Amnesty International Accuses Hong Kong Police of ‘Brutal Beatings,’ Torture

September 19, 2019 Updated: September 21, 2019

Amnesty International has warned of an “alarming pattern” of violence used by Hong Kong police in their handling of the ongoing pro-democracy protests, which has included officers beating protesters during arrests and reportedly torturing detained demonstrators.

In a Sept. 19 report based on 38 interviews with lawyers, medical professionals, and arrested activists, Amnesty International’s East Asia Director Nicholas Bequelin said the rights group found that “time and again, police officers meted out violence prior to and during arrests, even when the individual had been restrained or detained,” in breach of international human rights law.

“The evidence leaves little room for doubt—in an apparent thirst for retaliation, Hong Kong’s security forces have engaged in a disturbing pattern of reckless and unlawful tactics against people during the protests,” said Bequelin.

Protesters interviewed recounted severe beatings by police, delayed access to medical care and to legal counsel, and other forms of abuse even when they showed no resistance.

The rights group said that 18 out of the 21 arrested protesters interviewed were admitted to hospital for injuries or illnesses relating to their arrest or detention, which included fractures and head wounds.

One protester told Amnesty that police hit him from behind with batons while he was retreating at a protest in Tsian Sha Tsui in August.

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Police arrest a protester at Kowloon Bay in Hong Kong’s Kwun Tong district in Hong Kong on Aug. 24, 2019. (Philip Fong/AFP/Getty Images)

“I was beaten to the ground. Three of them got on me and pressed my face hard to the ground. A second later, they kicked my face,” the protester said, adding that he then felt a sharp pain in his left chest and had trouble breathing.

The man spent two days in the hospital for a broken rib.

In another case, Amnesty said the police continued to beat a female protester after knocking her to the ground and zip-tying her hands.

The report also found that police meted out retaliatory violence against detained protesters, some of which amounted to torture.

One protester, who was detained at a police station after a protest in the New Territories in August, said that officers beat him severely and threatened to break his hands after he refused to answer a question.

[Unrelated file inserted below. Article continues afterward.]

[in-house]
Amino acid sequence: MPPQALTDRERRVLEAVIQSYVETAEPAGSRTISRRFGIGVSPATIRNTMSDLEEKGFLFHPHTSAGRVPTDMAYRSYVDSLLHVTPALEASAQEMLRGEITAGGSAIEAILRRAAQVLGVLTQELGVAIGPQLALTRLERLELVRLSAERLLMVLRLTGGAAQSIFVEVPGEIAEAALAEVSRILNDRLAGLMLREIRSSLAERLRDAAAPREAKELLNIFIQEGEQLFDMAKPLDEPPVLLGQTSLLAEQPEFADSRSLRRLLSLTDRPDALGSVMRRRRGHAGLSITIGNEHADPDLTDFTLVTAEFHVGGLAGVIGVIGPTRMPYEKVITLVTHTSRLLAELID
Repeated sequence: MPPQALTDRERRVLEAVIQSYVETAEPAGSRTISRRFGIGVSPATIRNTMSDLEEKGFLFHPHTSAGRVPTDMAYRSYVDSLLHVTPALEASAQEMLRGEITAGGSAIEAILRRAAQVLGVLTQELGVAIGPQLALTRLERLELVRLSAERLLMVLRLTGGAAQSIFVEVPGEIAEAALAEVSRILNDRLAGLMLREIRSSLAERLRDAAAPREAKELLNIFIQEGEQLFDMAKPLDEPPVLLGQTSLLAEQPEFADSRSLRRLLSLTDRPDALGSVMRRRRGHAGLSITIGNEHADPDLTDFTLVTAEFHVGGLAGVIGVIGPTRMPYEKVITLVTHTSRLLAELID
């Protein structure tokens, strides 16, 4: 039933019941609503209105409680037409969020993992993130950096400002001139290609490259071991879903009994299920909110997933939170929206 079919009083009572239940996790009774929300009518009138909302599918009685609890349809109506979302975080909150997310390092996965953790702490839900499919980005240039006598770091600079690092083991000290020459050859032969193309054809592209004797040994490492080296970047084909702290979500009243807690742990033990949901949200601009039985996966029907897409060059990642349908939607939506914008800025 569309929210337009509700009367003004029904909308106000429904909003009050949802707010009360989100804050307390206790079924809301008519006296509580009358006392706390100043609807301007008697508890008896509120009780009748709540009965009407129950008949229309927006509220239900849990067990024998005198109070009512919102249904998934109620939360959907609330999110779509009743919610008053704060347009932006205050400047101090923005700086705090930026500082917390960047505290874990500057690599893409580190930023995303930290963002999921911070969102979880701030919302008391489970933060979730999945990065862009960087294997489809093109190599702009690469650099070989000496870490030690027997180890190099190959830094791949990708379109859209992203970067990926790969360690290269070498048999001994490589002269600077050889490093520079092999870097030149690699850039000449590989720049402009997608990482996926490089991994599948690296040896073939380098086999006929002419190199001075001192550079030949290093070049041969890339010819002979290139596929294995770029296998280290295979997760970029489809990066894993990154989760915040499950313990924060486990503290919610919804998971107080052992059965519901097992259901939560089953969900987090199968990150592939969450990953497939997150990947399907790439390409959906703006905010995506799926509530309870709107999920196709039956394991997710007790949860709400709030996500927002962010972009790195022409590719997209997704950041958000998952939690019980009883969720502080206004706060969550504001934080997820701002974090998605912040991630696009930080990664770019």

“I felt my legs hit with something really hard. Then one flipped me over and put his knees on my chest,” the man said. “I tried to shout but I couldn’t breathe and couldn’t talk.”

An officer also forced his eye open while pinning him to the ground and shined a laser pen into it, in apparent retaliation of protesters’ use of laser pointers during protests, he said. The man later suffered a bone fracture and internal bleeding.

Protesters have used laser pens during protests as a tactic to blind cameras and deter police.

The report also found injured protesters had been held in detention facilities for up to 10 hours without receiving medical attention. A man said that police zip-tied his hands to his back for hours even though he was suffering from multiple fractures.

“It was extremely painful,” he said. “I told them I had broken my arm, but they didn’t bother.”

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Riot police isolate and search protesters near an entrance to the Central MTR subway station in Hong Kong on Sept. 8, 2019. (Vivek Prakash/AFP/Getty Images)

The findings directly contradicted the Hong Kong government’s and police’s claims that they have been showing “a high level of restraint” while dispersing protesters.

Demonstrators have consistently called for an independent probe into alleged police violence. The U.N. High Commissioner for Human Rights previously condemned Hong Kong police for violating international norms in their use of force, causing “considerable risk of death or serious injury.”

Bequelin similarly said that the police use of force was “excessive, violating international human rights law.”

Echoing protesters, he called for an independent investigation of the police force.

“Given the pervasiveness of the abuses we found, it is clear that the Hong Kong Police Force is no longer in a position to investigate itself and remedy the widespread unlawful suppression of protesters,” said Bequelin.

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